This morning I went Christmas shopping in downtown Lowell and took photos of some of the store windows decorated for Christmas. Here’s a video slideshow.
“The Christmas Fruitcake” by Henri Marchand
I think there is no yuletide tradition so endlessly lampooned and so deliciously mocked as the once esteemed fruitcake. Everyone loves chestnuts roasting on an open fire and even plum pudding gets an annual endorsement by the beloved Cratchits, but mention fruitcake and people will tend to giggle. Johnny Carson suggested that there exists but one fruitcake in the world, it just passes from one unappreciative family to another. Calvin Trillin is reported to have commented that “There is nothing dangerous about fruitcakes as long as people send them along without eating them.” And in Manitou Spring, Colorado, the Chamber of Commerce sponsors an annual Great Fruitcake Toss. The record is 420 feet, the waste immeasurable.
Unpopular as they may appear to be, a web search turns up over two million fruitcake hits. Mail-order bakeries began selling them in 1913 and now sell thousands every year. There were times when the fruitcake was revered. Early recipes date to ancient Rome but evolved over the years. The modern fruitcake originated in the Middle Ages with honey, rare spices and hard-to-get preserved fruit from the Far East. In the 18th century nuts were incorporated, the cakes eaten for good luck with the following year’s harvest. Due to the expense of the ingredients and a difficult baking process, fruitcakes were once restricted by law in Europe to special events like weddings and Christmas. Today the fruitcake is pretty much a Christmas tradition. (Has anyone ever heard the refrain, “The bride cuts the fruitcake!”?) There are many types of fruitcake, but basically they’re all a pile of fruits and nuts glommed together with a minimum of batter and often dusted with powdered sugar and soaked in liquor for added flavor and shelf life.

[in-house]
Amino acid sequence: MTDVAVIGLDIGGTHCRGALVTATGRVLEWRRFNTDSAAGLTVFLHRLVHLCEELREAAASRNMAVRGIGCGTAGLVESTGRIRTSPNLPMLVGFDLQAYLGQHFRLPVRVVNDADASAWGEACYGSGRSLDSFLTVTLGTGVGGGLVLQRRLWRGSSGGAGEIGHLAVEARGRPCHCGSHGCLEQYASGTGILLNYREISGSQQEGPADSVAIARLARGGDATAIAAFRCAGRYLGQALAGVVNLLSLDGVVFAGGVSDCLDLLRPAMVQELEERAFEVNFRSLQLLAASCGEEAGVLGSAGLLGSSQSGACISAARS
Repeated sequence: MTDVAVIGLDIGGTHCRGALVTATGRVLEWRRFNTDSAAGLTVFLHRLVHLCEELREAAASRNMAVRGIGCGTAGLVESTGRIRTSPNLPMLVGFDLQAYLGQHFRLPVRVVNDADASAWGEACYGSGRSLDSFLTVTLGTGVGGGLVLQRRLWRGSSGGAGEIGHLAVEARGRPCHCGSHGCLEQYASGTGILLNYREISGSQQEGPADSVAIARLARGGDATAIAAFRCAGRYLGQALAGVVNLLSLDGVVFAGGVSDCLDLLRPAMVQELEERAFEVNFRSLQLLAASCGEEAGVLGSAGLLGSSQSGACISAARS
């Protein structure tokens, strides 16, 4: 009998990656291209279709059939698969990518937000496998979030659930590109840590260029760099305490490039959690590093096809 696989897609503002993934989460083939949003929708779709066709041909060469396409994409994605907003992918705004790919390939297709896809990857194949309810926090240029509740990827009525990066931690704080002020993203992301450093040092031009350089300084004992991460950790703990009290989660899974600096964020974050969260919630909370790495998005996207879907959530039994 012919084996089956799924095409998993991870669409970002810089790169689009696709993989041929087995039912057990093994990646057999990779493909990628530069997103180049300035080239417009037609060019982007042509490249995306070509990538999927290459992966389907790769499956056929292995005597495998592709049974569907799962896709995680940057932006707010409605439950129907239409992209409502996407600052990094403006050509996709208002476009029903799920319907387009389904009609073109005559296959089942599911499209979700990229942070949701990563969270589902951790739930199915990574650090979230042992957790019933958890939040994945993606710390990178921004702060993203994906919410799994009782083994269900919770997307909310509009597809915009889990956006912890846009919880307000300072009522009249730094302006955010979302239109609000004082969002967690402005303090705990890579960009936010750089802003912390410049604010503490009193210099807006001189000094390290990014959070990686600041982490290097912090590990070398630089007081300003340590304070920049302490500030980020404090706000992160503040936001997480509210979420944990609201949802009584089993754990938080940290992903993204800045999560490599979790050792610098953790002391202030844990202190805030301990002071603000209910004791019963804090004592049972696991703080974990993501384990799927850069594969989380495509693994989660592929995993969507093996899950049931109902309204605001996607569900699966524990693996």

When it comes to fruitcake, everyone takes sides. As in politics, there are two camps, each sharply opinionated—those who have bitten the hallowed fruitcake and those who would rather die. Of those with a taste for this yuletide dessert a number partake openly while others do so surreptitiously, stealing a morsel when they think no one is looking. Among those few bold enough to discuss their addiction, there are particular preferences. Some fancy the lighter, citron based variety, while others crave cakes with a higher nut content. Some drool over the dry, crumbly variants, others lap up the glazed and gooey sorts. In my early years I never cared for the bland flavor of citrus bits or their texture, which I found not unlike that of pencil erasers.